Last modified: Thursday, November 4, 2010
Charles Beeker recognized by Armenian scientists for research on Captain Kidd shipwreck
Editors: For a Spanish version of this release, visit http://newsinfo.iu.edu/news/page/normal/16394.html.
FOR IMMEDIATE RELEASE
Nov. 4, 2010
BLOOMINGTON, Ind. -- Charles Beeker, director of the Office of Underwater Science in Indiana University's School of Health, Physical Education and Recreation (HPER), has been honored by the National Academy of Sciences for the Republic of Armenia (NASRA) for his archaeological work with the Armenian-owned 1699 Quedagh Merchant, Captain Kidd's shipwreck discovered in the Dominican Republic.
After traveling to Yerevan, Armenia, to discuss his research, Beeker received a certificate from NASRA President Radik Martirosyan, who acknowledged Beeker's research endeavors on the archival and archaeological significance of the Quedagh Merchant, and specifically referenced his contributions to Armenology in an international sphere.
Beeker's address was attended by more than 100 scholars and members of the academy and later that same day he gave a keynote presentation at the American University of Armenia. The following day, he was honored during a reception hosted by the British Embassy and attended by representatives of the U.S. and India.
"This is an honor that truly raises the international significance of this discovery," Beeker said. "To have an Indian-built ship, owned by Armenian merchants, traveling from India to ultimately sink in the Dominican Republic, a ship that was captured by a Scottish privateer (Captain William Kidd), and discovered by Marine Protected Area specialists at Indiana University . . . it's an opportunity that very few other projects can boast."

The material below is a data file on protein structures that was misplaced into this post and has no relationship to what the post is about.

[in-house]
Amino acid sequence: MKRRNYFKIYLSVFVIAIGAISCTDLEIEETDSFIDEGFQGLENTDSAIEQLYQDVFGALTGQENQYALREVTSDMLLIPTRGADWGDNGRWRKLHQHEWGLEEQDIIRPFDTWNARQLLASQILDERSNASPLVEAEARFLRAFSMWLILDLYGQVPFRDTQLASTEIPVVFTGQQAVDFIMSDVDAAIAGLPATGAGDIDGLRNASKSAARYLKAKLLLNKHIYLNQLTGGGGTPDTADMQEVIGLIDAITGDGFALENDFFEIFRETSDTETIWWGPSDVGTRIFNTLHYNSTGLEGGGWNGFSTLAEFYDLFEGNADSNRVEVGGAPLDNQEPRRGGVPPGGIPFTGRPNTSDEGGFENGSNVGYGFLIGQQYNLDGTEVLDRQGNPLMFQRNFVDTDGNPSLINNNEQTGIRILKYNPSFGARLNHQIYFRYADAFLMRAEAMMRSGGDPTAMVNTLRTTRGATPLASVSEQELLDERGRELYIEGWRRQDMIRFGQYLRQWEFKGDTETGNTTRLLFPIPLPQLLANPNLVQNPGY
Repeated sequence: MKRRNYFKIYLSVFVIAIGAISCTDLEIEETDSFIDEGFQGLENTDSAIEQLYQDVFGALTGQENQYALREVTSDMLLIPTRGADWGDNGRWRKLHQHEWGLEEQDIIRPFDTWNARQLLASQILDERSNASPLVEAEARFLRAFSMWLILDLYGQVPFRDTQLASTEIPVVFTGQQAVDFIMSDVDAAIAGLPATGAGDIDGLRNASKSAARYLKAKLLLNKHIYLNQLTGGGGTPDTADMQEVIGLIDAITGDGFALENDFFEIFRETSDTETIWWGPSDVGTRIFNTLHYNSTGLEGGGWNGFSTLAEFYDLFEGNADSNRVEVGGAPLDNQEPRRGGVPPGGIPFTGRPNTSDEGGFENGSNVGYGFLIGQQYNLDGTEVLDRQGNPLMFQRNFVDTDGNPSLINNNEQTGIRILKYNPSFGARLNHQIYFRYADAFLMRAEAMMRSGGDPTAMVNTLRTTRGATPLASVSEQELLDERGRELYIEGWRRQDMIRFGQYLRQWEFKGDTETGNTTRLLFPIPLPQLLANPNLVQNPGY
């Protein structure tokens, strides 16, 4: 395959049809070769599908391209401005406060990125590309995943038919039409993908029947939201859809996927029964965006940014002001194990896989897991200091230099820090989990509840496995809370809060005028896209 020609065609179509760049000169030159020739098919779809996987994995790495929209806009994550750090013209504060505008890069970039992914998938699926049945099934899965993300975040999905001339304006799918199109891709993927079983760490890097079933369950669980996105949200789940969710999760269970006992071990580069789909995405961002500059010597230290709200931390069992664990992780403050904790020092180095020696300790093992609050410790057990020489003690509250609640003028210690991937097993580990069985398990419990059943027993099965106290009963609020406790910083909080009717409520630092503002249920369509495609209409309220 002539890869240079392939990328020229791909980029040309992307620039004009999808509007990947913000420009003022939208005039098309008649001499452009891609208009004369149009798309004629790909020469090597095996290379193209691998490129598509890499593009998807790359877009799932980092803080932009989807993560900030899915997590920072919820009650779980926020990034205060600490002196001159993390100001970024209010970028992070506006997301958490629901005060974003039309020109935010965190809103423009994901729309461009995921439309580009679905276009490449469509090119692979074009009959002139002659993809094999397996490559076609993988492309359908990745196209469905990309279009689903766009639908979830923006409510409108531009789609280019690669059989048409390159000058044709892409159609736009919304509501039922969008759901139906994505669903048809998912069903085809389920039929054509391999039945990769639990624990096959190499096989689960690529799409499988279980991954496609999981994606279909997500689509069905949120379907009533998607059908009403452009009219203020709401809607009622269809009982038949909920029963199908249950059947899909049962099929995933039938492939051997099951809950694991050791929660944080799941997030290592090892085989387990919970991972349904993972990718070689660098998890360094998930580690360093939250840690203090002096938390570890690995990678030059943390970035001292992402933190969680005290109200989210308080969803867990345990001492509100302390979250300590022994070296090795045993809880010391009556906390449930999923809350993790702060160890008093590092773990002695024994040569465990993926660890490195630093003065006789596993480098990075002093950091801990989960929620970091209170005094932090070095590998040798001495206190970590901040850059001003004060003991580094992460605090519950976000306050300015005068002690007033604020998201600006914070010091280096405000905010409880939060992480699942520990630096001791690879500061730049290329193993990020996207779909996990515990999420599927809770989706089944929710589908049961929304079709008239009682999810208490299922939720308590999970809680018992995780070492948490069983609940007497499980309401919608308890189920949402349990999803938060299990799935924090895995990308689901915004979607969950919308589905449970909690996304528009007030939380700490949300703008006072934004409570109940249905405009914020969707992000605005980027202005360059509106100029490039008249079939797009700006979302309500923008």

Armenia is a country that is landlocked, sharing borders with Iran, Georgia, Turkey and Azurbijan. With no sea trade or ships to speak of, the research and documentation of 17th century Armenian maritime trade by IU researchers is significant in preserving this piece of history. Armenians of the 15th through 17th centuries were noted international traders, and Beeker's presentations described how the Quedagh Merchant represents this aspect of their national identity.
Indiana University research on the Quedagh Merchant is funded in part by the United States Agency for International Development, under the Living Museums in the Sea project, which will establish the Captain Kidd shipwreck as an Underwater Preserve, protecting the archaeological and associated biological resources as a sustainable tourism destination.
About the School of HPER
Indiana University's School of HPER encompasses a broad spectrum of academic interests and professional fields. The Office of Underwater Science offers undergraduate and graduate students the opportunity to become involved in meaningful, multidisciplinary research projects involving underwater resource protection. It is one of the oldest and largest academic diving programs in the U.S. The School of HPER offers nearly 50 undergraduate and advanced degree programs through its departments of Environmental Health, Applied Health Science, Kinesiology, and Recreation, Park and Tourism Studies. To further its health and wellness initiative, Campus Recreational Sports provides sport and fitness services for the IU community and the public. More information can be found at www.hper.indiana.edu.